New York: The UN General Assembly has approved the first global treaty to regulate international trade in conventional weapons, the UN News Centre said.
The resolution containing the text of the treaty was approved by 154 "yes" votes with the simple majority of 97 votes in favour needed to pass the text.
The document received strong support from the majority of UN members during the Final UN Conference on the Arms Trade Treaty last Thursday. The adoption of the treaty, which required a unanimous approval, was blocked by three states - Iran, Syria and North Korea.
The three countries, who have earlier criticised the draft treaty as "unbalanced" and giving an advantage to the world`s biggest weapons exporters, voted against it during the General Assembly`s vote, while 23 countries abstained, including the world`s two major arms exporters, Russia and China.
The US, the world`s biggest arms trader accounting for over 40 percent of global conventional arms transfers with annual revenues estimated at more than $28 billion, voted in favour of the agreement.
According to the resolution, the treaty will be open for signing July 3, 2013. It will take effect 90 days after being ratified by its 50th signatory.
In his speech ahead of the vote, UN General Assembly President Vuk Jeremic praised the treaty as "groundbreaking" and "robust".
The document is designed to improve the regulation of the global arms trade, estimated to be worth $60-$70 billion per year, and reduce the 750,000 annual deaths caused by arms-related incidents.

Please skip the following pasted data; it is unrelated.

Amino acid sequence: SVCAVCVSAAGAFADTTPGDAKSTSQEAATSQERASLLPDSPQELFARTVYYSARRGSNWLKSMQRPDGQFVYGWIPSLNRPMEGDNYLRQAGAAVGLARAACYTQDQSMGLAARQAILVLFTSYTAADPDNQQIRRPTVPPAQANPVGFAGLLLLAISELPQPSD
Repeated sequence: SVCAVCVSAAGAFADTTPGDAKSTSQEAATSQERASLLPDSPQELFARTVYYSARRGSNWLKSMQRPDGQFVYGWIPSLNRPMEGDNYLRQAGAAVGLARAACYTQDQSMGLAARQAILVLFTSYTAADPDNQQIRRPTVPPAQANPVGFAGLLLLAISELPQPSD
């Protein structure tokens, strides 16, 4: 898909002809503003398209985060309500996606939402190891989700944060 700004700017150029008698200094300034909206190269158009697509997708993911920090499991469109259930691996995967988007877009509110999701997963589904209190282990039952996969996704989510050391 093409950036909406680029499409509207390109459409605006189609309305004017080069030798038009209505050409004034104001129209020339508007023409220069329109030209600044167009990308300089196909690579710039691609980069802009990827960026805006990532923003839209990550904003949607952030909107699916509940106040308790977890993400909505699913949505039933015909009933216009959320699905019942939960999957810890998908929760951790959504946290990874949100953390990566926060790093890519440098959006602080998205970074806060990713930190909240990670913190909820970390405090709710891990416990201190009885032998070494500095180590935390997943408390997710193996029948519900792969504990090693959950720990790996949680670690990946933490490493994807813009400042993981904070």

It applies to all conventional arms, including not only small arms and light weapons, but also battle tanks, armoured combat vehicles, large-calibre artillery systems, combat aircraft, attack helicopters, warships, missiles and missile launchers.
The text establishes a link between the presence of weapons across the developing world, especially in conflict-affected areas, and the challenge to sustainable development.
It creates binding requirements for nations to review all cross-border arms contracts in order to ensure that arms they sell will not be used in human rights abuses, terrorism or violations of humanitarian law.
According to the UN Office for Disarmament Affairs, the treaty will not do any of the following: interfere with domestic arms commerce, ban the export of any type of weapon, harm the legitimate right to self-defence or undermine national arms regulations.
Many observers have expressed skepticism over the treaty before the vote. Even if adopted, it is unlikely to prove effective, they said, as major arms traders, including the US and Russia, have no interest in reducing weapons sales.